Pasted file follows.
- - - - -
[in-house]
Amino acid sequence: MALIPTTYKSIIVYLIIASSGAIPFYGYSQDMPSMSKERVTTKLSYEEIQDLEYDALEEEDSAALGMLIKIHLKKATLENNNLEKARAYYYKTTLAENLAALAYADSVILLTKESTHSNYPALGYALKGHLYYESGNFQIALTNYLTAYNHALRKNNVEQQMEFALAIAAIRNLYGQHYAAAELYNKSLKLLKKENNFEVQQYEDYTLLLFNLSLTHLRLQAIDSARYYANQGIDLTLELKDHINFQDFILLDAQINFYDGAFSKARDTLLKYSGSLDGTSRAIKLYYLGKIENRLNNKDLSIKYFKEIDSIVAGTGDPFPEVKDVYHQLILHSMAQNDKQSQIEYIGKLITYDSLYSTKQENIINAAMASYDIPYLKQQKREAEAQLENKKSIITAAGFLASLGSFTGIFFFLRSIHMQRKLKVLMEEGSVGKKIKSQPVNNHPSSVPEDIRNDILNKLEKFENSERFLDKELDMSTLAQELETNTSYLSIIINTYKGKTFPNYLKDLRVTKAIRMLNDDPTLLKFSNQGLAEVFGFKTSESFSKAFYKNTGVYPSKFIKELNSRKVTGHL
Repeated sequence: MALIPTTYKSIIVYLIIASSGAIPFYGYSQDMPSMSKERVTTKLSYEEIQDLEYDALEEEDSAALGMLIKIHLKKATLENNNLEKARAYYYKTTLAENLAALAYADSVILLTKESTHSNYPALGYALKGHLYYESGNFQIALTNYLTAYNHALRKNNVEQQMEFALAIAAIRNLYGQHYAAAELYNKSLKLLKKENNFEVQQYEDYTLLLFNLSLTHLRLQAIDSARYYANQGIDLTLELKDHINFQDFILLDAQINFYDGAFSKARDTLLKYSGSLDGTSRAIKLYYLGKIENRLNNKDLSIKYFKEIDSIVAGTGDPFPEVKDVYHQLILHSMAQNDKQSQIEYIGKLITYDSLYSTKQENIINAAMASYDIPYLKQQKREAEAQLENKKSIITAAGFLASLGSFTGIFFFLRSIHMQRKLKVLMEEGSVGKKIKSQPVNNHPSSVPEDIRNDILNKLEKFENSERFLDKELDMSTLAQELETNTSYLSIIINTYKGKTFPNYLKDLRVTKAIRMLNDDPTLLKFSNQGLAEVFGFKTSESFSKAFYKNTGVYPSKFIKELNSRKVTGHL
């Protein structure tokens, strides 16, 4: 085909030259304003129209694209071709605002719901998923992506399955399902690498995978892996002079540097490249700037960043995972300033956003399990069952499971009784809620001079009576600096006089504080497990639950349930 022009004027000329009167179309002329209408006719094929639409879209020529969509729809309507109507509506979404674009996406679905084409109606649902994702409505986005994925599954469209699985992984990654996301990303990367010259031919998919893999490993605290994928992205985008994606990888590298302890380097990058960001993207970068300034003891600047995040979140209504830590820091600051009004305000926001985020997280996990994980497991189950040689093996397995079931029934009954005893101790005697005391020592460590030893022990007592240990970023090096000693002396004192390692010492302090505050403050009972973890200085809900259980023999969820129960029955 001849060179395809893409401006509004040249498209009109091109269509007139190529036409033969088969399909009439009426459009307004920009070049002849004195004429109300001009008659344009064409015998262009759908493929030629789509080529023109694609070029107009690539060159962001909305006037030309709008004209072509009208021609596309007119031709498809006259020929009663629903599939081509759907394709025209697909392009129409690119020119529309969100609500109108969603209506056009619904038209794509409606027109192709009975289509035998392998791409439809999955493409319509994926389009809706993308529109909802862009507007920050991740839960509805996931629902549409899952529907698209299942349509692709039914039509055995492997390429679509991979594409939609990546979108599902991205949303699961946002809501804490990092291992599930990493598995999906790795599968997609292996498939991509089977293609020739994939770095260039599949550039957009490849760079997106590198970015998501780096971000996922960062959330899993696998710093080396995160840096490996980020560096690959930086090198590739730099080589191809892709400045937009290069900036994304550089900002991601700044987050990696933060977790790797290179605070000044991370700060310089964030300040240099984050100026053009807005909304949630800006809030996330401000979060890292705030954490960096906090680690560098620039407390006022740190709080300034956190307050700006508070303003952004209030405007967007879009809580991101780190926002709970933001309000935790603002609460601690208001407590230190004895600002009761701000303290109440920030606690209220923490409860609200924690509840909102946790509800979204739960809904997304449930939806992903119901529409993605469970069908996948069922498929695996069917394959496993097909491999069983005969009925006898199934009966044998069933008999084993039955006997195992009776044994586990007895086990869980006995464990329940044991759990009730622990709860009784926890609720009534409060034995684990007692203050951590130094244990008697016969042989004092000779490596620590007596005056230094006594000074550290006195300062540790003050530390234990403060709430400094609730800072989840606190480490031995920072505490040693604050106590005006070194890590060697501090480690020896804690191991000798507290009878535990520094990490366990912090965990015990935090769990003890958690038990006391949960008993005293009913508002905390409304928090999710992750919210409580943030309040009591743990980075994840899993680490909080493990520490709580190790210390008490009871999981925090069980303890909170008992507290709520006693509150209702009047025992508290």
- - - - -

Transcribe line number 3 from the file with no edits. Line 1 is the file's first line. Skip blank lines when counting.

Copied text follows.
Repeated sequence: MALIPTTYKSIIVYLIIASSGAIPFYGYSQDMPSMSKERVTTKLSYEEIQDLEYDALEEEDSAALGMLIKIHLKKATLENNNLEKARAYYYKTTLAENLAALAYADSVILLTKESTHSNYPALGYALKGHLYYESGNFQIALTNYLTAYNHALRKNNVEQQMEFALAIAAIRNLYGQHYAAAELYNKSLKLLKKENNFEVQQYEDYTLLLFNLSLTHLRLQAIDSARYYANQGIDLTLELKDHINFQDFILLDAQINFYDGAFSKARDTLLKYSGSLDGTSRAIKLYYLGKIENRLNNKDLSIKYFKEIDSIVAGTGDPFPEVKDVYHQLILHSMAQNDKQSQIEYIGKLITYDSLYSTKQENIINAAMASYDIPYLKQQKREAEAQLENKKSIITAAGFLASLGSFTGIFFFLRSIHMQRKLKVLMEEGSVGKKIKSQPVNNHPSSVPEDIRNDILNKLEKFENSERFLDKELDMSTLAQELETNTSYLSIIINTYKGKTFPNYLKDLRVTKAIRMLNDDPTLLKFSNQGLAEVFGFKTSESFSKAFYKNTGVYPSKFIKELNSRKVTGHL